As is often the case in uncommonly diagnosed tumors, accurate information regarding proper management is rare. Randomized trials addressing the roles of adjuvant treatment, radical surgery, reassessment laparotomy, and cytoreduction, as well as the most active drugs or proper radiotherapy are, at best, lacking. Most of the information addressing these important questions is either from retrospective or individualized trials or are extrapolated from information gained from the study of ovarian carcinoma. The difficulty of studying fallopian tube carcinoma was expressed by Morris and associates,87 who reported on a phase II adjuvant chemotherapy protocol at the MD Anderson Cancer Center. This study required 9 years to enroll just 18 patients in a consistent treatment plan. They argued that the issue of similarity between fallopian tube carcinoma and ovarian carcinoma should be addressed first so that, if the natural history of fallopian tube carcinoma was consonant with that of ovarian carcinoma, the standard treatment of the latter would be appropriate. The available data regarding surgical goals, adjuvant treatment with radiation and chemotherapy, and reassessment operations are presented next.

Surgical Goals

As previously discussed, the natural history and patterns of spread of fallopian tube carcinoma most closely mimic characteristics of ovarian carcinoma. Therefore, it is not surprising that the surgical goals recommended have been patterned after those now purported for patients with ovarian carcinoma. The surgical goals recommended have been premised on the sensitivity of ovarian carcinoma to adjuvant therapy. Now that a formalized and generally accepted staging format has been published, the surgical goals are clearly to provide enough information to ascertain a surgical stage.84 In light of the tumor's usual presentation, this most often involves removal of the uterus, tubes, and ovaries, along with assessment of the tumor distribution in the peritoneal surfaces and retroperitoneum.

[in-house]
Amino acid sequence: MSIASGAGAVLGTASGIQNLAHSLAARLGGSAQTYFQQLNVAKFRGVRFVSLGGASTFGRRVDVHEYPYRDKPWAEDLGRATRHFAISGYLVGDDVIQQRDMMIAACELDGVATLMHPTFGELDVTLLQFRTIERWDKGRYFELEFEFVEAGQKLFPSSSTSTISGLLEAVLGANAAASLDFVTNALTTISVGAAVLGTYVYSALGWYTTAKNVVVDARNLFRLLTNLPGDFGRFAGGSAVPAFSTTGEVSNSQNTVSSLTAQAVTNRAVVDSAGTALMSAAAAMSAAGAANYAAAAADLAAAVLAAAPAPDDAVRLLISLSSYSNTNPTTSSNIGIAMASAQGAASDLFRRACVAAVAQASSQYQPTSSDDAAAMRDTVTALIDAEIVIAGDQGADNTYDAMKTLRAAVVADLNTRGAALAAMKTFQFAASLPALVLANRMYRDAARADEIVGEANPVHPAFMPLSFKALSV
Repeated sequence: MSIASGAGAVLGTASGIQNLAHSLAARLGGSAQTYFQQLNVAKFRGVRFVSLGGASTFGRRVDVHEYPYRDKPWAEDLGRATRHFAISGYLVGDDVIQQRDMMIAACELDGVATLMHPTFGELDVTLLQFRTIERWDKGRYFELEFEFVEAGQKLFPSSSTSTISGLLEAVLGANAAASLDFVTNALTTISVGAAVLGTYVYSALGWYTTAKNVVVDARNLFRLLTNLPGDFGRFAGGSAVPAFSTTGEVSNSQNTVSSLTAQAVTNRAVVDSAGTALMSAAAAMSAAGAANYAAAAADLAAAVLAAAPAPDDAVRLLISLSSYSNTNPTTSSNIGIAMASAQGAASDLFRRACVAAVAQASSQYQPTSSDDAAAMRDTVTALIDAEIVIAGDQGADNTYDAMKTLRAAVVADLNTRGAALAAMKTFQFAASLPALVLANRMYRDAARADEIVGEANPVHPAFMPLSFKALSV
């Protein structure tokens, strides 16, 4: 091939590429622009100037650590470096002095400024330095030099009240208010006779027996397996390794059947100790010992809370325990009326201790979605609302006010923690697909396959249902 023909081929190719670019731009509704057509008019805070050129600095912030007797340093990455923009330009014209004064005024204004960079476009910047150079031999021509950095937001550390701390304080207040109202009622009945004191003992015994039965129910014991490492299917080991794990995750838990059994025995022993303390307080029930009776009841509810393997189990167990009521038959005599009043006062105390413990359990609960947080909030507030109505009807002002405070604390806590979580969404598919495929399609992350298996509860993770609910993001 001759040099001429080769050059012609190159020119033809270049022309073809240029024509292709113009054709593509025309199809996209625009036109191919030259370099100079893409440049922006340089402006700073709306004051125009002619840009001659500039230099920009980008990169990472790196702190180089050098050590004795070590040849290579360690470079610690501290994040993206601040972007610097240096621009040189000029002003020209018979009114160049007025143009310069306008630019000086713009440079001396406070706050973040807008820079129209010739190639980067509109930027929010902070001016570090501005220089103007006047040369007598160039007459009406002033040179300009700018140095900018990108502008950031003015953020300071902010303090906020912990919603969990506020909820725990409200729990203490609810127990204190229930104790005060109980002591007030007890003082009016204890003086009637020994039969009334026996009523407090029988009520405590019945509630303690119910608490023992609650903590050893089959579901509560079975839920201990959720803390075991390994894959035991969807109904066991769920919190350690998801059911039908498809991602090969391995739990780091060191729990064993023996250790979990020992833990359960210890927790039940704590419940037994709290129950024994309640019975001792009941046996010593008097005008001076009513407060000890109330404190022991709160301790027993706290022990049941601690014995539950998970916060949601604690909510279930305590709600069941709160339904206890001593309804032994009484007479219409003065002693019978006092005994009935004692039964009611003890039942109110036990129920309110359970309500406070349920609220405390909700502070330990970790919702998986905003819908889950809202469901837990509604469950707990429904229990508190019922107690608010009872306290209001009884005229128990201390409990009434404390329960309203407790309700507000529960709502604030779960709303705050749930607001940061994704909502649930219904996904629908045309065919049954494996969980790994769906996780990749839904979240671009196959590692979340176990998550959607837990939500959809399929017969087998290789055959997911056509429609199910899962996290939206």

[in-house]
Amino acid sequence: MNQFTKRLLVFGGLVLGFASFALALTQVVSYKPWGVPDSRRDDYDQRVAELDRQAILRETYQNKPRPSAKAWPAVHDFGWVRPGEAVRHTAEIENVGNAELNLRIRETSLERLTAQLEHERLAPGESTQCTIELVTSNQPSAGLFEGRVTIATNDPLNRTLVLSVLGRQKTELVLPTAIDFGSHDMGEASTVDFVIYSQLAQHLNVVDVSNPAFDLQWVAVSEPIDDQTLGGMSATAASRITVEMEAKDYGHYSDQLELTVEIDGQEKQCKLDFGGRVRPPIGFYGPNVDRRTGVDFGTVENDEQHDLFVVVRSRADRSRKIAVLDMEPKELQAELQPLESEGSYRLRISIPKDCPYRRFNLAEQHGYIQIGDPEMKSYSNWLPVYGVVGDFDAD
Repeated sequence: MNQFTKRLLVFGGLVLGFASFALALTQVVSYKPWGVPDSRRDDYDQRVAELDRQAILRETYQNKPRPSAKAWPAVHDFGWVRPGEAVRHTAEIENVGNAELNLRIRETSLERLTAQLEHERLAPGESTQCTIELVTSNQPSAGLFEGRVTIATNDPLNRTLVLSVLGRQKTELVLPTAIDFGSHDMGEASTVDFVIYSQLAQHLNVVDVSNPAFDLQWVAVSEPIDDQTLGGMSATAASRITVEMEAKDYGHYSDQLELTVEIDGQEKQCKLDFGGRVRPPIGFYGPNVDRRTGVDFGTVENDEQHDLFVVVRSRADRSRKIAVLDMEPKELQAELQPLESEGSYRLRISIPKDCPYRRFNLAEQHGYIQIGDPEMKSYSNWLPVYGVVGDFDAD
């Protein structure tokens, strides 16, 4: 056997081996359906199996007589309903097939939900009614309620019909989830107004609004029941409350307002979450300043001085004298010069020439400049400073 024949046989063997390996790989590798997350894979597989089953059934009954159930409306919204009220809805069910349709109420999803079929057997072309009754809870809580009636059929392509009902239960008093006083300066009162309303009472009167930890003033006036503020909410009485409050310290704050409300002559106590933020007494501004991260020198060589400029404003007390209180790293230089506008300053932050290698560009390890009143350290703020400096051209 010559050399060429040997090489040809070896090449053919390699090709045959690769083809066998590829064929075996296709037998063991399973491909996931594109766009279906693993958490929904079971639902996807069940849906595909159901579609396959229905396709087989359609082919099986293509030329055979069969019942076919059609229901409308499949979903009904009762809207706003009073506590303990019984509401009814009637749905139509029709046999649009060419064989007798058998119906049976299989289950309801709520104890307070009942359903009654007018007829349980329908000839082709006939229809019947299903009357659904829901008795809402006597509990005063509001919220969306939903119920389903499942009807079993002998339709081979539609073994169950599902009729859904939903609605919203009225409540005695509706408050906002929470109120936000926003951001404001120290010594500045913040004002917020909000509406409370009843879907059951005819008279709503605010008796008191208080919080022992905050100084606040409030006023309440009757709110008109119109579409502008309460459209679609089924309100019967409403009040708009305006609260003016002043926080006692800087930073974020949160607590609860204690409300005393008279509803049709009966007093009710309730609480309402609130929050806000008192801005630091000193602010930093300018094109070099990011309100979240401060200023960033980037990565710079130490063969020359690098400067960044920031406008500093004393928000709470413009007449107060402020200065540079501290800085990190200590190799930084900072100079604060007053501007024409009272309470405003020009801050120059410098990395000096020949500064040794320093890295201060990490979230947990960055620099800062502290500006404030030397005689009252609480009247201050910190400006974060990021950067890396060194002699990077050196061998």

On the basis of the previously mentioned propensity for lymphatic metastases, special attention should be given to proper sampling of the pelvic and para-aortic lymphatic chains. There is currently no evidence to suggest that radical hysterectomy or complete lymphatic dissection adds to progression-free or overall survival unless it contributes to the primary tumor's extirpation. It is not uncommon for patients with otherwise stage I or stage II disease to present with isolated para-aortic metastatic disease. This clinical feature may suggest that lymphatic involvement may precede intra-abdominal metastases. In the series by Tamini and colleagues,57 two of eight patients with lymphatic metastases had disease solely in the para-aortic chain. Upstaging of clinically confined or localized tumors is common. In the review by Schray and colleagues,58 five of nine patients with clinical stage I disease were upstaged on the basis of extrapelvic lymphatic involvement; in the series by Klein and colleagues,59 three of seven stage II cases were upstaged on the basis of lymphatic metastases. Review of these data underscores not only the importance of systematic evaluation, but also the impact of accurate disease status on treatment decisions. One investigator suggested that patients who have not been properly staged or explored may undergo successful lymphatic sampling by laparoscopy.88